With new models featuring added capacity, the Heckler & Koch VP9 series pistols continue to grow on the success of the original platform. As the design continues to grow, HK has made 17-round retrofit kits for those with legacy 15-round magazines. As a current HK VP9 enthusiast with more than a few legacy 15-round magazines, I wanted to see just how well these kits worked in my VP9 Tactical.
Heckler & Koch VP9 @ TFB:
TFB Review: HK VP9 17-Round Magazine Retrofit Kit
I’ve accumulated ten 15-round magazines for my VP9 Tactical over the years. Heckler and Koch were kind enough to send over five of their 17-round retrofit kits for me to test during this review. The VP9 I’d be using would be my personal VP9 Tactical. As you can see from the wear on the magazines, it’s seen quite a bit of use over the years.
H&K currently offers a 17-round magazine, a 20-round magazine, and a 10-round magazine for the VP9. At launch (and depending on what state you live in) the original full-size VP9 magazines had a capacity of fifteen rounds (as you can see by the window markings in the picture above). It’s important to note that any magazines for the VP9 work in the P30 pistols as well.
Each retrofit kit from H&K comes with a set of step-by-step instructions to walk you through the process. Unless you speak German, you’ll want to flip to the back for the English instructions. Each kit also includes the following parts for the conversion.
- Magazine Housing
- Magazine Spring
- Magazine Locking Plate
- Magazine Floor Plate
The instructions are very simple, but it’s important to note that you’ll need a punch (or similar tool) in order to remove the magazine floor plate.
To remove the floor plate, push the magazine locking plate in slightly, and then push the floor plate forward. With the tool out of the way, use one thumb to push the floor plate forward away from the magazine, and the other to support the locking plate. This way your magazine internals won’t come flying out.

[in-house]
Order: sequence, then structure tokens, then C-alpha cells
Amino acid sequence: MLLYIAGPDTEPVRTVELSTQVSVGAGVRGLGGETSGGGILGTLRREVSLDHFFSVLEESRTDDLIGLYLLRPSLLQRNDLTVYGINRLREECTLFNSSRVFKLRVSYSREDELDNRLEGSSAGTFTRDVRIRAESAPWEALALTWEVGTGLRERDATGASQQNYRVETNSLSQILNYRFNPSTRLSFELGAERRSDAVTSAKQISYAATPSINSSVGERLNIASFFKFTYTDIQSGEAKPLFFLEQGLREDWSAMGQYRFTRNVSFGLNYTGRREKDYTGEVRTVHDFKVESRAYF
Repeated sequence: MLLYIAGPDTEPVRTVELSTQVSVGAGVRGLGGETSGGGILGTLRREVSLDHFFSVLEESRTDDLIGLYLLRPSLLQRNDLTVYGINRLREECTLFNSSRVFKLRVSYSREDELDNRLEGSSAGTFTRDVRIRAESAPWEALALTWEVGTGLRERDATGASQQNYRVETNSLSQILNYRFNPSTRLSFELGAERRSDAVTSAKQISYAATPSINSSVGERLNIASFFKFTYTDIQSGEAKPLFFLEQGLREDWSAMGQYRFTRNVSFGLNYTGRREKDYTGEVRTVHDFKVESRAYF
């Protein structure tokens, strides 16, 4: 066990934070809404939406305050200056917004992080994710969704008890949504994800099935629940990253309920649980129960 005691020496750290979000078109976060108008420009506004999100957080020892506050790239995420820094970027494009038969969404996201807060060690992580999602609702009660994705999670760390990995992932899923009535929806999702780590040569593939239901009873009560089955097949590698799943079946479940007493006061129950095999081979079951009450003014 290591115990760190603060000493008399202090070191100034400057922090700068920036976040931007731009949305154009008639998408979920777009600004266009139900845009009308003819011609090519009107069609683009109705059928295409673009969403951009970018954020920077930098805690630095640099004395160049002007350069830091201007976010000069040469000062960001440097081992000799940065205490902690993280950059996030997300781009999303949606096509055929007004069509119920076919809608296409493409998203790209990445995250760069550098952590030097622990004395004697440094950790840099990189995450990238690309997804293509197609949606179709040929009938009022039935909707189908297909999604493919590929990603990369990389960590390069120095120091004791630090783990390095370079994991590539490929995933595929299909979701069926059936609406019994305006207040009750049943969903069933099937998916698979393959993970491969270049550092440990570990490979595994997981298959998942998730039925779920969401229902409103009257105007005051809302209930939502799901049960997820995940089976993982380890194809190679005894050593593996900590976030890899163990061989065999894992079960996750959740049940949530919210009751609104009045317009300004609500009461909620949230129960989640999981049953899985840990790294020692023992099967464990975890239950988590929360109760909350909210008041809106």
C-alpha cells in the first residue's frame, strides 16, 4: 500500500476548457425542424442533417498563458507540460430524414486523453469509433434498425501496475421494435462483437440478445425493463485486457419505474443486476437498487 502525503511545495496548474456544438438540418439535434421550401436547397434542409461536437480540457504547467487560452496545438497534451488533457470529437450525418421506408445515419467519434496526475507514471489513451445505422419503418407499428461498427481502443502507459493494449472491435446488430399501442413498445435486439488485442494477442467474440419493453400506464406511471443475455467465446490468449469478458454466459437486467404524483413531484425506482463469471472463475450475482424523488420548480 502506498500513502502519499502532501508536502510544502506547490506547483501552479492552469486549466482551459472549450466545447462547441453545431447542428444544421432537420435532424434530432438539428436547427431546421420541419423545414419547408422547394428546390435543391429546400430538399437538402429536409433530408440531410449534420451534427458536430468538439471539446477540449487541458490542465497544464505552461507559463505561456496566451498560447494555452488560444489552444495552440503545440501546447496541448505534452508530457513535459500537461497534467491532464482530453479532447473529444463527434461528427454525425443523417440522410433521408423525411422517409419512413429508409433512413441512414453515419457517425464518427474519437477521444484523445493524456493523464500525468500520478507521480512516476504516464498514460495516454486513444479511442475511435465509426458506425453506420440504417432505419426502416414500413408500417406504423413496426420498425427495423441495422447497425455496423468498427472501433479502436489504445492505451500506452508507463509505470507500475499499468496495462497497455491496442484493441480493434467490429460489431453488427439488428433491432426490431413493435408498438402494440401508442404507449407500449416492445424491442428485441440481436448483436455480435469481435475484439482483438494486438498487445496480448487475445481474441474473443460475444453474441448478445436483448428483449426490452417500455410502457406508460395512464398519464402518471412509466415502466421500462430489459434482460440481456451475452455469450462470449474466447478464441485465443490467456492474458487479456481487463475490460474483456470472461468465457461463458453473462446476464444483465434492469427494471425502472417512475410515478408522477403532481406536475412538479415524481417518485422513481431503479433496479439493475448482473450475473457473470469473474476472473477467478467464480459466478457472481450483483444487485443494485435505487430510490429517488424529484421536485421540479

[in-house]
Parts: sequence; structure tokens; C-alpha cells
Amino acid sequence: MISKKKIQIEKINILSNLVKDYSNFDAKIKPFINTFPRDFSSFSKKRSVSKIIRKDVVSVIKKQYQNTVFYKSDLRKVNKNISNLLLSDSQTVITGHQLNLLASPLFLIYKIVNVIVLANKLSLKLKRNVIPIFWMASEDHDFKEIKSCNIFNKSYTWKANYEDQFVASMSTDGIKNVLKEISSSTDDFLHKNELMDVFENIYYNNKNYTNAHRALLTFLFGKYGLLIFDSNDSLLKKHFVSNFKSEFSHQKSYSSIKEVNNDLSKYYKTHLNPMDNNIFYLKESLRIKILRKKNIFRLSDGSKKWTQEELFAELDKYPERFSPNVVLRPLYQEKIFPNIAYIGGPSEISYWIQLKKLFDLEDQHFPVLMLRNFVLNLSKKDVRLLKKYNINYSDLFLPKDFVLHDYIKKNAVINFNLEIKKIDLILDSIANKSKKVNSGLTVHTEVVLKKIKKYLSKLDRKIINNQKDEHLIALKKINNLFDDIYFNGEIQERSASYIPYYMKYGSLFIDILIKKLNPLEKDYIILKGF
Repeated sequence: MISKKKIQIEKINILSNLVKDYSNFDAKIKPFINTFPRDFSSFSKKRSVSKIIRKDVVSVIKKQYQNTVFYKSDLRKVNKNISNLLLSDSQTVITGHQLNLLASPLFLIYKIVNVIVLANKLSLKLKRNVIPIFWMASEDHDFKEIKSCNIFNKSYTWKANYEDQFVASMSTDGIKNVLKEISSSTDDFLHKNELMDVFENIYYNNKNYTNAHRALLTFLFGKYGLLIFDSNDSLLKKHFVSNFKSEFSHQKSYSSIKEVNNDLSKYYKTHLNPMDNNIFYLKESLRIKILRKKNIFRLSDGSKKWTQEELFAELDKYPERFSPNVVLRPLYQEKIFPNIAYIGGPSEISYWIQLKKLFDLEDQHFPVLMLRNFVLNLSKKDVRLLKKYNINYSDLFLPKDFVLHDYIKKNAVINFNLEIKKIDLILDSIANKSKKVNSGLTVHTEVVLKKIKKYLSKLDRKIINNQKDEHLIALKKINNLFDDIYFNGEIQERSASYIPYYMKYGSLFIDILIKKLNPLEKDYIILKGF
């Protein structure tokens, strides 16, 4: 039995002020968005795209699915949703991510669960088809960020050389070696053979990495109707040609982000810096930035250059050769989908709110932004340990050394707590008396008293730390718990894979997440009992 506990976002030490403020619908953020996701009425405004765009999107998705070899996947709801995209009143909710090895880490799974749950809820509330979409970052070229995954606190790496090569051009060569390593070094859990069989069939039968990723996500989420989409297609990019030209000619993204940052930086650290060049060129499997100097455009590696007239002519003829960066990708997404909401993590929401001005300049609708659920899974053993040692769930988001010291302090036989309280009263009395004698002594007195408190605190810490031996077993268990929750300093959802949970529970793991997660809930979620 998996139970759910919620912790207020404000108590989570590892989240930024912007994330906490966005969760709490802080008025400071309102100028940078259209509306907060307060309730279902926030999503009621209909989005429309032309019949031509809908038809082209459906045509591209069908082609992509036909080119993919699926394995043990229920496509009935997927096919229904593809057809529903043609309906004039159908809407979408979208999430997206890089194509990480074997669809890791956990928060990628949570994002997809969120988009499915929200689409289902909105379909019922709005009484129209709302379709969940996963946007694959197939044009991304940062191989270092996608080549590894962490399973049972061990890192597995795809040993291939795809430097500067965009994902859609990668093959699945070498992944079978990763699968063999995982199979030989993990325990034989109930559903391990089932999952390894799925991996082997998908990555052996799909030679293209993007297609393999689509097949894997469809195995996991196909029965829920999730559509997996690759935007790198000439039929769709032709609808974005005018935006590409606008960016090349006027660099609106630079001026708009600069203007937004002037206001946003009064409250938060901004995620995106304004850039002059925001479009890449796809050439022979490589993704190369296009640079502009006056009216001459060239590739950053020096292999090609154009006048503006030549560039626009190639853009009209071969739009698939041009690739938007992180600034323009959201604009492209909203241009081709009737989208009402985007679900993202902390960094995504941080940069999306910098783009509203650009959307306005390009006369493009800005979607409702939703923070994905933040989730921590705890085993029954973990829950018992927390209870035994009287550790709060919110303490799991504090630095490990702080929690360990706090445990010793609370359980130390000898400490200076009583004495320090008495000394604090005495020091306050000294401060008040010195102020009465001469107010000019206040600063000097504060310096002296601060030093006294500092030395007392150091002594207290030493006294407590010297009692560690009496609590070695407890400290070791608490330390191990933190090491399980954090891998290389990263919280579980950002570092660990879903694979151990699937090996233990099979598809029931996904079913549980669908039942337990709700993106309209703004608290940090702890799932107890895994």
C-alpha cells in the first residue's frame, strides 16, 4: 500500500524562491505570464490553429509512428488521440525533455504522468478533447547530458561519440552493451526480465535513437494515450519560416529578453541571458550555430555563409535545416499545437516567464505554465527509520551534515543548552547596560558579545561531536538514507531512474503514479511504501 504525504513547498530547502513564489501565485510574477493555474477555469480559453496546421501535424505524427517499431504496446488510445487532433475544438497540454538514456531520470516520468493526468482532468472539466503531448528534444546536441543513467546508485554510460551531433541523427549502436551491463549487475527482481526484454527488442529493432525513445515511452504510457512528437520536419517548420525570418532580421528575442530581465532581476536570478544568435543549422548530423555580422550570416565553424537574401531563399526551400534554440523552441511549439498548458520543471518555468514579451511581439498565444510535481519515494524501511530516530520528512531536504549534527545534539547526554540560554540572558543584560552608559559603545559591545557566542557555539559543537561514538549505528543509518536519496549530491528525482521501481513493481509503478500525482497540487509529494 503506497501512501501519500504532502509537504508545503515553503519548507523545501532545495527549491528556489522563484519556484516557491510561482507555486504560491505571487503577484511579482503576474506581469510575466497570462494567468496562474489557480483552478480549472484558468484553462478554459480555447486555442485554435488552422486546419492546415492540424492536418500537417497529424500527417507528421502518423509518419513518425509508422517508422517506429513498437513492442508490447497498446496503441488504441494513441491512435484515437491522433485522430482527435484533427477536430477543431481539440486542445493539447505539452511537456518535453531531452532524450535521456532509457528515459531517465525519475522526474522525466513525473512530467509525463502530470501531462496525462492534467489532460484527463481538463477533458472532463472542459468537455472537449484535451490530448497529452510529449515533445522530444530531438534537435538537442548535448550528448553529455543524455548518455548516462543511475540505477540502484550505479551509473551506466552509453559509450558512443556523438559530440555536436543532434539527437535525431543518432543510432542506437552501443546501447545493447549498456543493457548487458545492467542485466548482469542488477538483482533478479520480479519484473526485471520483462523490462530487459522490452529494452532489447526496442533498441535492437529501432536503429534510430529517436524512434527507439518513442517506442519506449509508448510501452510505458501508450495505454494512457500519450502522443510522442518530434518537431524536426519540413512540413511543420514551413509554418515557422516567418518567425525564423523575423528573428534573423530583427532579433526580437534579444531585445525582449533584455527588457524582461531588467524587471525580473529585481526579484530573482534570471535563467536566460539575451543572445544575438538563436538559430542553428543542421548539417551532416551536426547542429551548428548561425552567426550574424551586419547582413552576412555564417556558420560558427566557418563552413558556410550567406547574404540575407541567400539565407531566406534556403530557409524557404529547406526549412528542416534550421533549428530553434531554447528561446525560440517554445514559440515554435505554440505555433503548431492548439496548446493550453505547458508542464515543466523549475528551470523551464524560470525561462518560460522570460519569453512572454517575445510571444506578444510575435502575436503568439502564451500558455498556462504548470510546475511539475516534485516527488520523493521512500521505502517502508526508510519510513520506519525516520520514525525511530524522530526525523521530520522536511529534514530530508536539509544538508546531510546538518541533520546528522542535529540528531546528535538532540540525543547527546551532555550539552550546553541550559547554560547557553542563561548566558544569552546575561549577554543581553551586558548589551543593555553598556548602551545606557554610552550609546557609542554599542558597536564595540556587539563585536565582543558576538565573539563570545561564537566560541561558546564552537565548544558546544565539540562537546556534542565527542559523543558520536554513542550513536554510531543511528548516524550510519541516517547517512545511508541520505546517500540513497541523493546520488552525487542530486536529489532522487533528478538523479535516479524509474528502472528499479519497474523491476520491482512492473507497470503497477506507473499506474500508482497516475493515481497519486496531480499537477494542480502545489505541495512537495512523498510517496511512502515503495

With the floor plate removed, it’s important to note the forward direction of the tab on the legacy locking plate. This tab should always be forward, and you can easily mix up the direction if you’re going too fast.
Internals have changed slightly between the 17-round (pictured above left) and the original 15-round magazines (pictured above right).
The floor plate on the 17-round retrofit kits is just slightly larger, but side by side they’re almost indistinguishable from each other. Luckily, there are a few things (like the cut on the back of the floor plate, and the dot on the bottom of the locking plate) that help you to tell them apart.
I found it was easiest to install the new internals with the old internals set off to the side for reference. Make sure your spring is facing the right direction before attaching the follower and locking plate. Once those are attached, simply press them into the magazine with one thumb, and push the floor plate on with the other. The whole process should only take a couple of minutes.
Note: Make sure to test that your magazines fit 17 rounds after installing the kit. If all 17-rounds don’t fit, remove your internals and make sure they were installed correctly.
At The Range
For testing, I took my VP9 Tactical up to Park City Gun Club, located in Park City, Utah. They were kind enough to let me use their range to test these magazines while firing from various positions.
During testing, I used a variety of 124, 135, and 147-grain ammo that frequently shoot through this VP9 Tactical. I tested the five 17-round converted mags against my five 15-round legacy mags. Aside from function, I wanted to see if the magazines seated just as easily in the gun and if the last round slide hold open still functioned reliably.
Throughout testing, I couldn’t find any performance difference between the two magazines. They seated just as easily and ran flawlessly while still maintaining a consistent slide hold open. Other than capacity and weight fully loaded, it’s impossible to tell the two apart.
Pros and Cons
The 17-round retrofit kit from Heckler & Koch just makes sense. Rather than making an entirely different magazine, you can retrofit your existing magazine housing with updated internals from the factory. It’s simple, easy to do, and adds just that little extra capacity we all enjoy.
During testing, the only way I was able to tell the concerted magazines apart from my original magazines was by looking at the little dot on the magazine locking plate. It’s a minor annoyance you might encounter if you have other legacy magazines that you haven’t converted.
17-round retrofit kits can be purchased directly from H&K for just $14.99. They’re a much cheaper alternative when you consider that new magazines have an MSRP of $49. The only downside is not having 17-round window markings on the back of your magazines. If you have legacy magazines that you’re looking to retrofit, I’d suggest purchasing enough of these to convert all your magazines at once.
Thank you to Heckler & Koch for sending over these retrofit kits, and to Park City Gun Club for the use of their facilities.
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